The Court confirmed that the IAP had been correct to find that the failure to make a reasonable adjustment had related to a protected disability. The Court stated that the training measures taken by the school were not limited to controlling a tendency to physical abuse, but included training around the general management of pupils with ADHD. The training was given after the incident and therefore the excluded student had not had adequate reasonable adjustments in place for his disability. There had been unlawful discrimination arising from the failure to take reasonable steps to ensure that he was not placed at a substantial disadvantage in comparison to pupils who were not disabled.
Furthermore, the examination of the report compiled by the school soon after the incident noted that the reason for the pupil’s exclusion was on the grounds of health and safety and the maintenance of standards. Though the IAP had concluded these were material and substantial reasons, the High Court felt this supported the view that the reason the pupil had been excluded was due to his conduct towards the teachers, and thus was for a reason related to the excluded condition.
Has this changed the law significantly?
The decision of the Court to uphold the IAP’s conclusion that there was a failure to make reasonable adjustments has been widely covered in the education sector media. There is a risk that this decision will have a significant impact upon schools with disabled pupils and could put pressure on schools to finely balance their obligations under the DDA and requirements under health and safety legislation.
However, we should also consider whether this case shifts the goalposts at all. The Court found against the school on one very narrow ground – there had not been adequate training for staff to deal with ADHD. Therefore, it was not an extension to the obligations on the school that existed prior to the case being decided.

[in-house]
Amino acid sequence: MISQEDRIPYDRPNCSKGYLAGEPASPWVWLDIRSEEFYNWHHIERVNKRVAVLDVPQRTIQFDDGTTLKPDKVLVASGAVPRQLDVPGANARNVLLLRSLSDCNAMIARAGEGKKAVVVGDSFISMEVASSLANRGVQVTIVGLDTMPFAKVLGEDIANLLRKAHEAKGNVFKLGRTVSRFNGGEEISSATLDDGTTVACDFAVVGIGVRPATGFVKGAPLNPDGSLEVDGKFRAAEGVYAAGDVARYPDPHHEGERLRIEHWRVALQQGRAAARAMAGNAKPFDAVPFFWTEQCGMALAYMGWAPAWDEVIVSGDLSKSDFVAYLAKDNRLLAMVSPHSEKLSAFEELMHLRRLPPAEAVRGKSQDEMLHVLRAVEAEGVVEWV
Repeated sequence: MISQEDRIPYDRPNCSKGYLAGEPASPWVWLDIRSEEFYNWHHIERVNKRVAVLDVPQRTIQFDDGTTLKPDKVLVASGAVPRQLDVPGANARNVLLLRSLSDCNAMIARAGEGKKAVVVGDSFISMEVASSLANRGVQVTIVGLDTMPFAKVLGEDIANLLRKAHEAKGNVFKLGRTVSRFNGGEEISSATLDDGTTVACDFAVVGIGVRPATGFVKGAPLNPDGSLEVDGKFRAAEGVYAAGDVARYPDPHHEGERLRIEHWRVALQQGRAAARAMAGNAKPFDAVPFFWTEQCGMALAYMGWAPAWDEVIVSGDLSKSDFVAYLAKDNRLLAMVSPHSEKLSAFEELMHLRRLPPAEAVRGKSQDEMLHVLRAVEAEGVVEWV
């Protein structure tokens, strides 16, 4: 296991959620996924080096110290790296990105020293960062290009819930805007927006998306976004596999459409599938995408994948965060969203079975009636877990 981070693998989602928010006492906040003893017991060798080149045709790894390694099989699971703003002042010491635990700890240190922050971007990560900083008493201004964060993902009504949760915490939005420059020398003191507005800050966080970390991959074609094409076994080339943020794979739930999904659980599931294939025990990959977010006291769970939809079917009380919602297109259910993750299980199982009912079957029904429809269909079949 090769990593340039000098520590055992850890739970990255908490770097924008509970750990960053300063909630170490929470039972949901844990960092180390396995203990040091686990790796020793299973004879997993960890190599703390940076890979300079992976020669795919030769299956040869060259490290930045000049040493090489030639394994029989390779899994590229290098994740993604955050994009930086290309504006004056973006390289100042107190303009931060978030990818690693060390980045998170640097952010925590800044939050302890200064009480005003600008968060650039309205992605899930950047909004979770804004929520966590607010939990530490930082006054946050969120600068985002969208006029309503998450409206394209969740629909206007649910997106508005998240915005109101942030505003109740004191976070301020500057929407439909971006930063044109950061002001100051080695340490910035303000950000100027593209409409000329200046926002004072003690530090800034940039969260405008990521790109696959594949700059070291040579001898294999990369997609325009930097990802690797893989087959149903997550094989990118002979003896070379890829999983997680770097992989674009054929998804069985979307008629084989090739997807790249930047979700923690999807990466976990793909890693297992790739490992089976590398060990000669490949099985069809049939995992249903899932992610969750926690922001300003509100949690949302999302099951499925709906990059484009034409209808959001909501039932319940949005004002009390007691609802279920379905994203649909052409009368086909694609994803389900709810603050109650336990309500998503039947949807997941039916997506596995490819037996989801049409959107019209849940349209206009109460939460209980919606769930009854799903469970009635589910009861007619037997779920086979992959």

What are the implications for schools?
So does the decision simply reaffirm the message that schools need to ensure that sufficient training is given to staff about particular disabilities, or does it suggest that the obligations under the DDA are now too burdensome for schools?
Health and safety laws have always and will always require risk assessments to be carried out. However, this case suggests that the particular risks regarding children with a tendency to physically abuse others can be managed by delivering sufficient training at an appropriate time. While that would have been enough to save the school in this case from a finding of disability discrimination, it would be interesting to see the standing accorded to that training if the teacher had been seriously injured and had sued the school in negligence.
Before the impact of this decision can be confirmed, the dust needs to settle on it and schools need to consider how, if at all, it changes their approach to managing risks associated with children with conditions such as ADHD.
This e-bulletin issue was first published in November 2009
About the author: Westley Laird is a lawyer at Browne Jacobson. To find out more about the legal services Browne Jacobson provides in the education sector and to visit their website, please follow this link www.brownejacobson.com.